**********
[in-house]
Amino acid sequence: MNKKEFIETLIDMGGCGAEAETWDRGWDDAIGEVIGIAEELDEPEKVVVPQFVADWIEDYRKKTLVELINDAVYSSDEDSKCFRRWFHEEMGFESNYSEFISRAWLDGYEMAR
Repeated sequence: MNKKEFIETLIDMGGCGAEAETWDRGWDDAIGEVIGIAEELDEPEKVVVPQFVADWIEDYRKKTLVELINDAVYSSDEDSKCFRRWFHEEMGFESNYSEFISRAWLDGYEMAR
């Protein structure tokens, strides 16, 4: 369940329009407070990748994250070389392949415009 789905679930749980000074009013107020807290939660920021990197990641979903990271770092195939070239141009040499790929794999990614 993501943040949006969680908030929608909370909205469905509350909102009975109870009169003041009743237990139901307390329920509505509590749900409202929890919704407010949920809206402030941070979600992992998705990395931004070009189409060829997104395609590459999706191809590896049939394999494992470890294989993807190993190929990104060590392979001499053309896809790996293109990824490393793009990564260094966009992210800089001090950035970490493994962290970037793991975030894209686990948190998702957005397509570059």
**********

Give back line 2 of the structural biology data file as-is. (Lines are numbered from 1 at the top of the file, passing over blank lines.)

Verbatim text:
Amino acid sequence: MNKKEFIETLIDMGGCGAEAETWDRGWDDAIGEVIGIAEELDEPEKVVVPQFVADWIEDYRKKTLVELINDAVYSSDEDSKCFRRWFHEEMGFESNYSEFISRAWLDGYEMAR